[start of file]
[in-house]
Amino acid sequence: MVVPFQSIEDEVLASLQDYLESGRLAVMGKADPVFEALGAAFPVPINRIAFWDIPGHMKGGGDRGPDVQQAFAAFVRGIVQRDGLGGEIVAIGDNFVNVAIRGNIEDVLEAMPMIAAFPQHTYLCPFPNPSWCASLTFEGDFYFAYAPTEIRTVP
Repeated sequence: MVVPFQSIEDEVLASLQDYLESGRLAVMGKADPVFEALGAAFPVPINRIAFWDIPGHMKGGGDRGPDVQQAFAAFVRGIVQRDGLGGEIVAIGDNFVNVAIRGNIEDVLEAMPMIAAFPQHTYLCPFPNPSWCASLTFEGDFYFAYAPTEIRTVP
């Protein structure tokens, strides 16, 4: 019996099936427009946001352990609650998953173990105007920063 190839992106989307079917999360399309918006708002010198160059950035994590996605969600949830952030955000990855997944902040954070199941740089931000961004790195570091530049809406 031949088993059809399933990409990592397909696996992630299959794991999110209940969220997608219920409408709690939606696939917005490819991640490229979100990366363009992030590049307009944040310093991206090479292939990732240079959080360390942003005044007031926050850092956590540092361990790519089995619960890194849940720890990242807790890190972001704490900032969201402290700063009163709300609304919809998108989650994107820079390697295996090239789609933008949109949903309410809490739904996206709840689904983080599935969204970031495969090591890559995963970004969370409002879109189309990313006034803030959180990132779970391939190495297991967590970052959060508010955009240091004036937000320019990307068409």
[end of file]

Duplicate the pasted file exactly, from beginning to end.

[in-house]
Amino acid sequence: MVVPFQSIEDEVLASLQDYLESGRLAVMGKADPVFEALGAAFPVPINRIAFWDIPGHMKGGGDRGPDVQQAFAAFVRGIVQRDGLGGEIVAIGDNFVNVAIRGNIEDVLEAMPMIAAFPQHTYLCPFPNPSWCASLTFEGDFYFAYAPTEIRTVP
Repeated sequence: MVVPFQSIEDEVLASLQDYLESGRLAVMGKADPVFEALGAAFPVPINRIAFWDIPGHMKGGGDRGPDVQQAFAAFVRGIVQRDGLGGEIVAIGDNFVNVAIRGNIEDVLEAMPMIAAFPQHTYLCPFPNPSWCASLTFEGDFYFAYAPTEIRTVP
């Protein structure tokens, strides 16, 4: 019996099936427009946001352990609650998953173990105007920063 190839992106989307079917999360399309918006708002010198160059950035994590996605969600949830952030955000990855997944902040954070199941740089931000961004790195570091530049809406 031949088993059809399933990409990592397909696996992630299959794991999110209940969220997608219920409408709690939606696939917005490819991640490229979100990366363009992030590049307009944040310093991206090479292939990732240079959080360390942003005044007031926050850092956590540092361990790519089995619960890194849940720890990242807790890190972001704490900032969201402290700063009163709300609304919809998108989650994107820079390697295996090239789609933008949109949903309410809490739904996206709840689904983080599935969204970031495969090591890559995963970004969370409002879109189309990313006034803030959180990132779970391939190495297991967590970052959060508010955009240091004036937000320019990307068409």